Assistant University Editor
The list of what Student Congress cannot pay for is short: no firearms, no T-shirts, no lobbying and no food.
But Finance Committee Chairman Joshua Aristy persuaded Student Congress to override, by a two-thirds vote, the last restriction on that list at its meeting Tuesday.
Congress allocated $1,250 for food at events run by Honor System Outreach, a division of the student government’s judicial branch.
Aristy acknowledged that food allocations are an exception to the rules laid out in the Student Code as he described his support of the proposal and repeatedly asked Congress to approve it.
“We can have a long, healthy debate about this, but I do really recommend it,” he said.
Aristy said food at Outreach events will encourage faculty to learn about the rewritten Honor Code, in which they play a more active role.
“It’s regrettable that we have to use food to get faculty involved, but that’s just a reality, and that’s something that we need if we want this Honor System to work so that it can be viable,” he said.
“Otherwise we’re going to have to change the whole system.”
Undergraduate Outreach Coordinator Josh Green said he believes food is an effective way to increase student and faculty engagement with Honor System events.
“Students are not interested in the Honor Code that much until they’re in it. But they still need to know about it,” Green said.
Green said Outreach receives $6,000 from Congress for non-food use. He emphasized that the Honor System is not a partisan student organization.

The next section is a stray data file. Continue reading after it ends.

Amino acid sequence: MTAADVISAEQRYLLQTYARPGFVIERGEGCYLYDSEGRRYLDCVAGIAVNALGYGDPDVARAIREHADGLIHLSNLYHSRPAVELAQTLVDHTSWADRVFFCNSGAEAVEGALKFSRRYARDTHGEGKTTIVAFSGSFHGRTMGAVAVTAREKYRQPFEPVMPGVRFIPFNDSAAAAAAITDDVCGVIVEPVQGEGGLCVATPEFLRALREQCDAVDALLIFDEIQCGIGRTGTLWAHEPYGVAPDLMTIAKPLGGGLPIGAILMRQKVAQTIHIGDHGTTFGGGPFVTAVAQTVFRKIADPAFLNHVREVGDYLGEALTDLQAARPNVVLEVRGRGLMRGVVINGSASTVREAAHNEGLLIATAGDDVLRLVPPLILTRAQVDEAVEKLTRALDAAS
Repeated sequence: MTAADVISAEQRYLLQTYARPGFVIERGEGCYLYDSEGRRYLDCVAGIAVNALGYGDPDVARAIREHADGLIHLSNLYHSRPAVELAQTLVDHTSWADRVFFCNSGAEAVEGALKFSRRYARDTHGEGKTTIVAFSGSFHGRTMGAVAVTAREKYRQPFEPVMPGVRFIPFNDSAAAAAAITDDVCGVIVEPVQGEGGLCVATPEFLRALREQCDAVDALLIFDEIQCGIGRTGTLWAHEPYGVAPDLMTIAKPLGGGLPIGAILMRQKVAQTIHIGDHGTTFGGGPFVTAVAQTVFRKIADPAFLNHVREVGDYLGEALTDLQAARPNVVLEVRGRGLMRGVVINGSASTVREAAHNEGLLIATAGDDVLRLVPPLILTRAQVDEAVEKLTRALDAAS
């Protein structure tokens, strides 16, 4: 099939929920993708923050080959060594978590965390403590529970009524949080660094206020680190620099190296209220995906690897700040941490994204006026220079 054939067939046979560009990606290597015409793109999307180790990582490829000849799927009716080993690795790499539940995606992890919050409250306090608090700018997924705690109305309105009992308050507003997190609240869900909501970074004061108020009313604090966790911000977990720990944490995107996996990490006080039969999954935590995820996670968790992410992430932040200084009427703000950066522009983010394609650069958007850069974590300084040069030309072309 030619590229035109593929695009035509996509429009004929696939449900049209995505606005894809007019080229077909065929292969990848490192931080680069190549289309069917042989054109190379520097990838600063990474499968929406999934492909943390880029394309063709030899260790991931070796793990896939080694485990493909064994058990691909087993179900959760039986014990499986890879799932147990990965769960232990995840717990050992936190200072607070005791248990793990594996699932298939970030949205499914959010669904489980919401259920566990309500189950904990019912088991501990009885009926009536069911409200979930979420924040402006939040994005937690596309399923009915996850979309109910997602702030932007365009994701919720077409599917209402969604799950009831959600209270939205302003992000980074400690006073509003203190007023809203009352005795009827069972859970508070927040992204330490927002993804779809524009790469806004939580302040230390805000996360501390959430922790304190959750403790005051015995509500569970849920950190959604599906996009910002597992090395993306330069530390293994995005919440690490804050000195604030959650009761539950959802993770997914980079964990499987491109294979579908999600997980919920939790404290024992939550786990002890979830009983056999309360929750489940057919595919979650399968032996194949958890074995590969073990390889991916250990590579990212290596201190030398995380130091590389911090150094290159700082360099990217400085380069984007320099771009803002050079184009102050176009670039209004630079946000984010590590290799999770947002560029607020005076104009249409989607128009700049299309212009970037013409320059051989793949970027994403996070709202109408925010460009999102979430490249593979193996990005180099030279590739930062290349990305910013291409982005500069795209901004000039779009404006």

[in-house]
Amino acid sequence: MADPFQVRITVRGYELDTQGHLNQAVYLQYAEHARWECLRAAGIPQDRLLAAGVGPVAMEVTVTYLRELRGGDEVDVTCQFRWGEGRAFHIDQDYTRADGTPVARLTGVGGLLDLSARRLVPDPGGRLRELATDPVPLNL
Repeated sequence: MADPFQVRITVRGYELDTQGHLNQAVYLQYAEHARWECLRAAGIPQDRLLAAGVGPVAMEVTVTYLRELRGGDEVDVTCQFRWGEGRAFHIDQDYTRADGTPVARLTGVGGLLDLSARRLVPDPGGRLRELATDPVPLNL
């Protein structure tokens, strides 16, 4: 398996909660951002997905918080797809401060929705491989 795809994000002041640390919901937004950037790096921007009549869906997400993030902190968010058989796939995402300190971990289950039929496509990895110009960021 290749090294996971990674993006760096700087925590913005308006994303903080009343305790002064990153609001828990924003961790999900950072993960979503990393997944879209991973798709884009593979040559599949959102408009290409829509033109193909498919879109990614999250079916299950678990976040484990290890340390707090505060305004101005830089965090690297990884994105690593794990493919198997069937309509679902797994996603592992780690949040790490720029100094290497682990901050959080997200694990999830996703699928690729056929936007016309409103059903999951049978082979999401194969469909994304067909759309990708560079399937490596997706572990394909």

“We are a branch of student government. So we don’t — we really in a lot of ways don’t fit into the normal category of student organizations,” he said.
Honor System Treasurer Allie Crimmins said research from a professor at Duke University showed increased visibility of an honor system on campus drastically reduced honor violations.
“Having some flexibility in terms of finances is important this year because it’s unclear as we sort of experiment with ways to reach out to faculty and to reach out to students which ways are going to be most effective,” Green said.
Student Congress member Joseph Chaney voted no anyway.
“I don’t think it’s going to draw the crowd they think it is,” he said. “I’ve been in school here for four years, and I’ve not seen any fliers about this.”
Chaney said he thinks students do understand the basics of the Honor System.
“I think that the students here know that they can’t cheat. And if they do, they’re going to get in trouble.”
Aristy said the Honor System is different from most groups receiving money from Congress because it affects every student on campus.
“Sometimes you have to make these exceptions to make sure that one part of you can survive.”